By Hannah Smith
Updated Nov 7, 2022
There are many reasons why land under or around your house could be caving in. But if you think your house is sinking, act now to prevent any complicated and costly structural damage.
In this article, we share the issues of a sinking foundation, including the warning signs and recommended repairs.
No homeowner wants to spend money and time on foundation repair. But house foundation issues can create a lot of stress and pressure on your home’s wall, resulting in cracks, leaks, and even structural damage. This can affect you and your family’s safety plus reduce the value of your home.
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A sinking foundation can be the result of any (or all) of the below causes.
Common subsiding causes
There are many factors that can cause foundation settlement, such as climate, soil condition, and age. Every home’s structure will settle slightly — especially with new homes — but the severity of settlement depends on the foundation’s design and the type of soil.
Furthermore, unstable soil can change over time, which might mean that it can no longer support a home’s structure, resulting in foundation sinking
Clay soil shrinking is a very common cause of sinking land. Since clay consists of around 30% water, it can dry out and absorb nearby water sources, especially if the weather is hot. This decreases the volume of soil, which leaves your home more susceptible to subsiding.
Leaking pipes can cause water to escape, reducing the volume of soil beneath, and potentially causing your home to sink. This water escape can also cause soil underneath to soften, making the foundation for your home softer and weaker.
Buildings can sometimes collapse due to underground mines. Fortunately, some insurers will compensate you for this foundation damage, and it might be possible to receive a recovery payout to compensate for the damages.
However, there are some situations where homeowners will be held responsible for the loss or damage caused by underground mines.
If you live in an area where drought is common, the home’s foundation might be more prone to shrinking due to lack of moisture.
The older your home, the bigger the chance is of it sinking. However, it’s not all bad for older homes because they’re usually built from lime mortar and bricks, making them less likely to damage from the ground beneath them shifting.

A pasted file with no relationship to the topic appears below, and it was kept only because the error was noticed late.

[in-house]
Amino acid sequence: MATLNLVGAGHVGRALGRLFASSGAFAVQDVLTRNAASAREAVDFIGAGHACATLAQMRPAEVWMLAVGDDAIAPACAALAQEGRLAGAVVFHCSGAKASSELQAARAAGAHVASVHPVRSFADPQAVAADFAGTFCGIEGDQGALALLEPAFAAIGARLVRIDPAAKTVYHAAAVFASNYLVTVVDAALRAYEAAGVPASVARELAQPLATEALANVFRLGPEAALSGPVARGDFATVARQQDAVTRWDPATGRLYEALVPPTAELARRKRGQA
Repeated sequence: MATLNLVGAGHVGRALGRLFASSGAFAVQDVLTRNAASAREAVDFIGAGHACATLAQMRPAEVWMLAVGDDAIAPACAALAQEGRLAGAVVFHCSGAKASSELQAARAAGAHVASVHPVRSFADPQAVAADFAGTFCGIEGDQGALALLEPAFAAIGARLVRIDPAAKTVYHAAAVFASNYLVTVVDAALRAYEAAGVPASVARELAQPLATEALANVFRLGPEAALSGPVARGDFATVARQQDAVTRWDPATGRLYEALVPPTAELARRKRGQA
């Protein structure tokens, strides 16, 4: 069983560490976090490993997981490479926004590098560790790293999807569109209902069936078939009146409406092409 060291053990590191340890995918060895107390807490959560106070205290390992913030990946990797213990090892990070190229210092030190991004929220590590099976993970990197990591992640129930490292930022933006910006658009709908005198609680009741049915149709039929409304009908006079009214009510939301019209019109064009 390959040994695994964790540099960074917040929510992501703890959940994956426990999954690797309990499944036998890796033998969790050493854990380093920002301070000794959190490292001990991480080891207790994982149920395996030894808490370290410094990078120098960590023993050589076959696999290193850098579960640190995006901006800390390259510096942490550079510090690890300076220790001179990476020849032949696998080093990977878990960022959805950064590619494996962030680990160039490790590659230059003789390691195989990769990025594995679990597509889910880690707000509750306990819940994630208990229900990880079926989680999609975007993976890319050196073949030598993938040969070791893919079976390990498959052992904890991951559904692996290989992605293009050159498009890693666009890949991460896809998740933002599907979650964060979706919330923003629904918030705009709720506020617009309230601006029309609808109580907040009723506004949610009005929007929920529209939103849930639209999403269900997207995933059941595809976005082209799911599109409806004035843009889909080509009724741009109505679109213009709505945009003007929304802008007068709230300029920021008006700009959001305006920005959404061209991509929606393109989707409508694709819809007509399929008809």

Trees planted near a house are a common cause of a house sinking because their roots withdraw moisture from the surrounding soil. This means that there’s less soil to support a foundation.
Warning signs of settlement issues
Below are some common foundation problems that you can recognize in the early stages.
It’s fairly common to experience sloping floors under your home if your foundation is sinking.
Look for any cracks in the walls or floors (vertical or horizontal). These floor or wall cracks are usually a result of a house sinking. In the early stages, they aren’t always visible, but you can feel the gaps if you place your finger over the area.
Have you noticed that doors and windows don’t open or close as easily as beforehand? Or perhaps you’ve discovered gaping holes between the frames and the door/window. This is usually caused by cracks surrounding the joints.
You’ll notice visible gaps between skirting boards and the wall.
Waterproofing your home prevents water from pooling on the soil, which can then soften it, causing your home to sink.
If you think your home might be subsiding, don’t ignore the problem. Contact a structural engineer immediately to prevent the issue from worsening. The sooner you take the step to make repairs, the easier everything will be to deal with.
A professional will assess your home’s foundation to check for any issues before they confirm if it’s caving in. It might take several inspections before they determine the issue, and the entire process — including repairs — can take up to a year, depending on the severity. That’s why the earlier you start, the smoother and cheaper the process will be.
Here are some ways to repair a sinking home before the problem worsens.
|Sealants and masonry patches||Around $37|
|Slab jacking||$511–$1,790 per $3–$6 square foot|
|Helical steel piers||$30 per foot|
|Steel piers||$700–$1,600 per pier|
|Concrete piers||$1.50–$24 per linear foot|
This is a common method to patch up cracks in a foundation and to prevent any further damage. Vinyl, concrete, polyurethane, silicone, and cement are just some materials used to seal cracks, but the type depends on how severe the crack is.
This method includes companies drilling holes through the foundation to the sunken space underneath. They then fill the holes with soil or cement, or you can use a polyurethane injection.
You might need to repeat slab jacking every few years, depending on whether new cracks form.
$511–$1,790 per $3–$6 square foot
This is the ideal solution for lightweight concrete slabs. Helical steel piers are threaded into the ground, and the weight of the structure is transferred to the load-bearing soil.
$30 per foot
These peels are driven up to 100 feet deep into the ground. Once installed, they won’t move in soil that expands if they’re dug deep enough.
$700–$1600 per pier
Concrete piers are dug up to 10 feet into the ground, and it takes up to 10 days for the foundation to settle and even out.
$1.50–$24 per linear foot
If our house is sinking, you should consult a professional immediately. Fortunately, there are methods and tools available to make the necessary repairs, but you can also reduce the risks of subsiding by removing any trees or bushes planted near your home; regularly pruning them can also stump their growth.
Additionally, consider carrying out regular inspections to check your home for foundation cracks, leakage, blocks, and any drainage issues.
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